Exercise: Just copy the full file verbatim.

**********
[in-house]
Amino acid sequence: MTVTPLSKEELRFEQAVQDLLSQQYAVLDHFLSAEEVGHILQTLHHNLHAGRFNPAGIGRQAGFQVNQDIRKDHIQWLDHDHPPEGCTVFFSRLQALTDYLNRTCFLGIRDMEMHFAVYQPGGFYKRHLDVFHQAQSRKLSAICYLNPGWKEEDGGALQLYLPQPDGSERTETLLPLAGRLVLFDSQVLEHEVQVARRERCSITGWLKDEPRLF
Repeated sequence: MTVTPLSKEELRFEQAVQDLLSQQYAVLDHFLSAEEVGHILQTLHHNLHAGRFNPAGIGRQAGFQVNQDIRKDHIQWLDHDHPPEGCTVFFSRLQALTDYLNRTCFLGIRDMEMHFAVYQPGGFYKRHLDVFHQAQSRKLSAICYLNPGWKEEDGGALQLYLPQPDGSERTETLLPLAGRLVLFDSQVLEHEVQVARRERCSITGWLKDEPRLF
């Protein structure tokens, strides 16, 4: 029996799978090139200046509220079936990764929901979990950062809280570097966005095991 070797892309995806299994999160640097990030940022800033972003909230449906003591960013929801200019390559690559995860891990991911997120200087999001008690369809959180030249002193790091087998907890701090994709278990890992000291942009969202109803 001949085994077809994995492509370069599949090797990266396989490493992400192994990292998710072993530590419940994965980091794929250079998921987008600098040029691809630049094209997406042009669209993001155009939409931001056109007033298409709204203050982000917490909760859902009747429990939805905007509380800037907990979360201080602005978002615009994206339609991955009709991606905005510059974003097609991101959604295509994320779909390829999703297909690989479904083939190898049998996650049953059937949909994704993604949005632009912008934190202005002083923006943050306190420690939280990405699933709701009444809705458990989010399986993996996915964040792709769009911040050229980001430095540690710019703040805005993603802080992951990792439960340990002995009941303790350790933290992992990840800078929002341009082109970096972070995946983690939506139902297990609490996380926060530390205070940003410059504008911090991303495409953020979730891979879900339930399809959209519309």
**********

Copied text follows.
[in-house]
Amino acid sequence: MTVTPLSKEELRFEQAVQDLLSQQYAVLDHFLSAEEVGHILQTLHHNLHAGRFNPAGIGRQAGFQVNQDIRKDHIQWLDHDHPPEGCTVFFSRLQALTDYLNRTCFLGIRDMEMHFAVYQPGGFYKRHLDVFHQAQSRKLSAICYLNPGWKEEDGGALQLYLPQPDGSERTETLLPLAGRLVLFDSQVLEHEVQVARRERCSITGWLKDEPRLF
Repeated sequence: MTVTPLSKEELRFEQAVQDLLSQQYAVLDHFLSAEEVGHILQTLHHNLHAGRFNPAGIGRQAGFQVNQDIRKDHIQWLDHDHPPEGCTVFFSRLQALTDYLNRTCFLGIRDMEMHFAVYQPGGFYKRHLDVFHQAQSRKLSAICYLNPGWKEEDGGALQLYLPQPDGSERTETLLPLAGRLVLFDSQVLEHEVQVARRERCSITGWLKDEPRLF
């Protein structure tokens, strides 16, 4: 029996799978090139200046509220079936990764929901979990950062809280570097966005095991 070797892309995806299994999160640097990030940022800033972003909230449906003591960013929801200019390559690559995860891990991911997120200087999001008690369809959180030249002193790091087998907890701090994709278990890992000291942009969202109803 001949085994077809994995492509370069599949090797990266396989490493992400192994990292998710072993530590419940994965980091794929250079998921987008600098040029691809630049094209997406042009669209993001155009939409931001056109007033298409709204203050982000917490909760859902009747429990939805905007509380800037907990979360201080602005978002615009994206339609991955009709991606905005510059974003097609991101959604295509994320779909390829999703297909690989479904083939190898049998996650049953059937949909994704993604949005632009912008934190202005002083923006943050306190420690939280990405699933709701009444809705458990989010399986993996996915964040792709769009911040050229980001430095540690710019703040805005993603802080992951990792439960340990002995009941303790350790933290992992990840800078929002341009082109970096972070995946983690939506139902297990609490996380926060530390205070940003410059504008911090991303495409953020979730891979879900339930399809959209519309």